4 out of 4 stars
Share This Review
Skills of the Warramunga is the third book in the Warramunga Trilogy by author Greg Kater. Set in 1946 Malaya, the plot of this intriguing historical fiction includes kidnapping, theft, and murder.
When the MI6 head of operations, Colonel Johnny Cook is kidnapped by bandits and held captive in the jungles of Malaya, his Australian colleagues make it their mission to rescue him. The three men had previously worked together running an intelligence operation in Cairo, in 1941. Jamie Munro is a former army officer, and he and his friend Jack O'Brien, who is half-Aboriginal, now head Darwin's Commonwealth Investigation Service. As they head to rescue Johnny, they are joined by Sarah, Jacko's half-sister, who is a Warramunga Aboriginal and a skilled tracker.
Meanwhile, there's been two murders and a robbery at the tin mine near Parit. The whereabouts of the mysterious Pieter de Groote, who reported the crime and is now a suspect, remain unknown. With the increase in recent assaults and burglaries, local law enforcement fears the crimes may be related to rumors about a criminal organization seeking to disrupt the upcoming Malayan Union ceremony. When it's learned that Johnny Cook was kidnapped because he was mistaken for one of the new government administration members, Colonel Samuel Martin, the plot thickens.
There was never a dull moment in this action-packed historical adventure, and I found it hard to put down. As I haven't read the other books in the trilogy, I wondered if the book would stand on its own--it did. The plot was well-written, and the author also intertwined pertinent details from the previous books, The Warramunga's War and The Warramunga's Aftermath of War. Though I usually prefer to read a series in order, this book piqued my interest enough that it's likely I'll go back and read the first two.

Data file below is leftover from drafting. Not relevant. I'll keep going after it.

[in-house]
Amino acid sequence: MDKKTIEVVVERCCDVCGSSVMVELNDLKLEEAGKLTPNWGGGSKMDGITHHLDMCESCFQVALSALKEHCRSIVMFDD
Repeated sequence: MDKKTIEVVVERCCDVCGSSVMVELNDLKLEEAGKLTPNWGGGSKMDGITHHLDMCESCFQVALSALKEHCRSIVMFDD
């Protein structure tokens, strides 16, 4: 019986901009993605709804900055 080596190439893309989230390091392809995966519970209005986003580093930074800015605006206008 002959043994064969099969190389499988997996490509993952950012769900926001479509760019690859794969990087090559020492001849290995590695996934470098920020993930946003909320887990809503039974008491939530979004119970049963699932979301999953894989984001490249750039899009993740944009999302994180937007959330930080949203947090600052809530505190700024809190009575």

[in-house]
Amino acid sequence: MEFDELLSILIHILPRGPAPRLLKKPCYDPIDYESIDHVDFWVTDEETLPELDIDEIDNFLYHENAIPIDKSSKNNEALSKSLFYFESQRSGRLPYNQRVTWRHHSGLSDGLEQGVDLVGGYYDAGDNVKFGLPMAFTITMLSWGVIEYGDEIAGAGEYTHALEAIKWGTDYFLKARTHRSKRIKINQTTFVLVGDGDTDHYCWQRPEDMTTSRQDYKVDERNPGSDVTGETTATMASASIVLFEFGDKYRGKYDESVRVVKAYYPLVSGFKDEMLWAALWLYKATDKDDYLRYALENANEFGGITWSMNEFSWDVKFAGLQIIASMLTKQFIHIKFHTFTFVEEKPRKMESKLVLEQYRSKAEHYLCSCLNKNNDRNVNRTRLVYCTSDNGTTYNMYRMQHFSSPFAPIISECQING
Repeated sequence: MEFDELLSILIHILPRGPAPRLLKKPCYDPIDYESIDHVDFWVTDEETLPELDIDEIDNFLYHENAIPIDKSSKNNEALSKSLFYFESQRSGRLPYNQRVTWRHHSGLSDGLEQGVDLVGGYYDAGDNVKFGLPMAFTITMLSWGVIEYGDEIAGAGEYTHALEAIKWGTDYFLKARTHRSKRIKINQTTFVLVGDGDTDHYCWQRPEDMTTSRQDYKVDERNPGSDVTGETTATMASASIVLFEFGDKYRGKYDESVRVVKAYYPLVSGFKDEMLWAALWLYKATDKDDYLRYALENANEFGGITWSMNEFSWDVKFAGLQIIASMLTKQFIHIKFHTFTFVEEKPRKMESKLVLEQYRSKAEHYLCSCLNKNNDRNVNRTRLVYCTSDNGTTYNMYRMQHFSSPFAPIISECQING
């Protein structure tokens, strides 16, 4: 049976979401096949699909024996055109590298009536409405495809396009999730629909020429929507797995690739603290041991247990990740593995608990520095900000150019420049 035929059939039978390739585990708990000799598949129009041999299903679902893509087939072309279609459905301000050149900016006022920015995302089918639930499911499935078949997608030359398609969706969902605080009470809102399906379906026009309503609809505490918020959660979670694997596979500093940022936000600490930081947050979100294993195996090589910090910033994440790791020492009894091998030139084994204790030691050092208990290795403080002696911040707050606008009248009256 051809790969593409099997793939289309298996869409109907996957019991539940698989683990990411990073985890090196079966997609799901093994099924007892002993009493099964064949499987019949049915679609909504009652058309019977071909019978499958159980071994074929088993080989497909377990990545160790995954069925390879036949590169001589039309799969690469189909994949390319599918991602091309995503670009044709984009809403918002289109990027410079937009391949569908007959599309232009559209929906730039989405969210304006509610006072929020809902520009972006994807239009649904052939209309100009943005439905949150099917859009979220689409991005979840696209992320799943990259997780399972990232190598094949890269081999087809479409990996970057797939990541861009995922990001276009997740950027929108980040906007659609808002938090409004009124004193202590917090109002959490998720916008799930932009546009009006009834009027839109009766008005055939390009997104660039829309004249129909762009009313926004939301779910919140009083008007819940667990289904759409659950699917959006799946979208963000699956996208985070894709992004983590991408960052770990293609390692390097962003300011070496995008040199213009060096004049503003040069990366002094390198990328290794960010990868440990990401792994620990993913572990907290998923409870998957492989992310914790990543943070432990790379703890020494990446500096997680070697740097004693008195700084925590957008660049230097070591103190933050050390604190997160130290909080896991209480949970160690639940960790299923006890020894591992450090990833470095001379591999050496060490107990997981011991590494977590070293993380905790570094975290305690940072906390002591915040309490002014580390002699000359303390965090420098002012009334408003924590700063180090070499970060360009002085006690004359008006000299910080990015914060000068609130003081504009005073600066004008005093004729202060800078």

The plot is supported by a diverse cast of well-developed characters. I particularly enjoyed the way the author brought his characters to life through the use of their native dialects. Not only could I hear the Aussie and British accents as I read; I was introduced to new vocabulary from different languages, too. I also appreciated the author's occasional use of humor in the story.
The only thing I would change in this book is the use of one word, "lubra." The word is used to introduce Sarah, and by definition, it refers to a female Aboriginal Australian. However, when I looked up the unfamiliar word, I learned that it is considered racially offensive. It's likely the word wasn't offensive in 1946, but it bears noting.
It's evident the book was professionally edited, as I didn't note a single error. I'm pleased to rate this page-turner 4 out of 4 stars. I would recommend it to readers who enjoy historical fiction and action adventures. However, the book would appeal to a broader audience as well. The plot-related violence was not graphic, and there wasn't any profanity.
Skills of the Warramunga
View: on Bookshelves
Like Cecilia_L's review? Post a comment saying so!